By: Joe Kefauver
It’s an interesting time in the political universe of entry-level employment. Relative to other industries, there has always been a certain amount of cohesion within the retail and restaurant world when it comes to managing the political aspects of basic business model issues like wages and benefits.
Restaurant companies, in particular, have traditionally competed on price, product and performance – but not on business model. Who can serve the tastiest meal at a price that appeals to consumers while delivering superior service in a comfortable atmosphere? These have been the areas where companies compete. That completion has been, rightfully, ruthless.
Conversely, when it comes to defending bottom lines or industry reputation, there have been very few points of distinction between brands. And, the leading government affairs voices within the industry have worked closely to collectively address those threats.
Over the past few years, though, we have seen a significant escalation in the willingness of various political sectors to openly attack individual brands in a coordinated strategy of creating mistrust between a given company and its employees, customers, shareholders and the general public. As a result, those individual brands have been, understandably, forced to go it alone far more than they ever have in the past and pursue a course of action that is less collective and less centered on industry cohesion.
One such example is the recent announcement by McDonald’s to increase its wage floor in company-owned stores and enact a paid leave policy for its employees. Five years ago, it would have been far less likely that an individual brand would step out on these issues in such a public way.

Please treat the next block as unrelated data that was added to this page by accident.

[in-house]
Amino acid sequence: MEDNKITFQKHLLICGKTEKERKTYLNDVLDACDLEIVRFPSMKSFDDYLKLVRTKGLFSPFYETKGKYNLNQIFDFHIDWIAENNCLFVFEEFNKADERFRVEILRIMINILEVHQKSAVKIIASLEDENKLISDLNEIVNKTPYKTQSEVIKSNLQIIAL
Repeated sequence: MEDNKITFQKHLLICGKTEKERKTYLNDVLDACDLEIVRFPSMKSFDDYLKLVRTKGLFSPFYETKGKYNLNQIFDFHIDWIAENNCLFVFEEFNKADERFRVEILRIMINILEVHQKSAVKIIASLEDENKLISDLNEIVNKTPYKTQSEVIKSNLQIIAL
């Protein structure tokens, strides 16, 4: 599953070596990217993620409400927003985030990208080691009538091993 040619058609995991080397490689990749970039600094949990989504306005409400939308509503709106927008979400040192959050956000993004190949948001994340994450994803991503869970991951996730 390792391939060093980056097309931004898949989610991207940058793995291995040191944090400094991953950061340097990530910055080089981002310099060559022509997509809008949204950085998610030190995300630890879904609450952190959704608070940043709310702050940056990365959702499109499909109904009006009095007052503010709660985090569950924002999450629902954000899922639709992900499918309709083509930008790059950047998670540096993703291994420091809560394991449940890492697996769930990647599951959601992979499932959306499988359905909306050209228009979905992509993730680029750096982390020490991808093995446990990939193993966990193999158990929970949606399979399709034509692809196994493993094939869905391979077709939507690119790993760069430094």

Five years later (And with tens of millions of dollars worth of mud thrown at their brand) the company had to pivot to try to drive a different narrative around the company. While the ramifications to the rest of the industry were certainly somewhere in the conversation, it was – rightfully – very far down the list, assuming it was even on the list. A few years ago, that would have likely been different.
Knowing that the industry is strongest when it acts collectively, its political opponents have openly pursued a strategy that exploits long-standing riffs and fault lines in the hope of isolating industry segments and, in a perfect world for them, even brands. Watch any nature documentary and you will see that, to be successful, predators need to separate prey from the herd. A lion grabs the gazelle on the periphery of the bunch. Similarly, opponents are successfully working to drive wedges between brands and trying to pit major players in the industry against one another. They are doing this by exploiting the tip vs non-tipped issue, big vs. small, franchisees vs. franchisors, and QSR vs table service.
These actions diminish the ability of industry trade associations to successfully navigate priorities among its members, decreasing the effectiveness of our collective model of issue management. As those political opponents see more success in their “separating the herd” strategy — Individual brands are going to have to get used to fighting more and more fights on their own without their big brother trade association watching their back.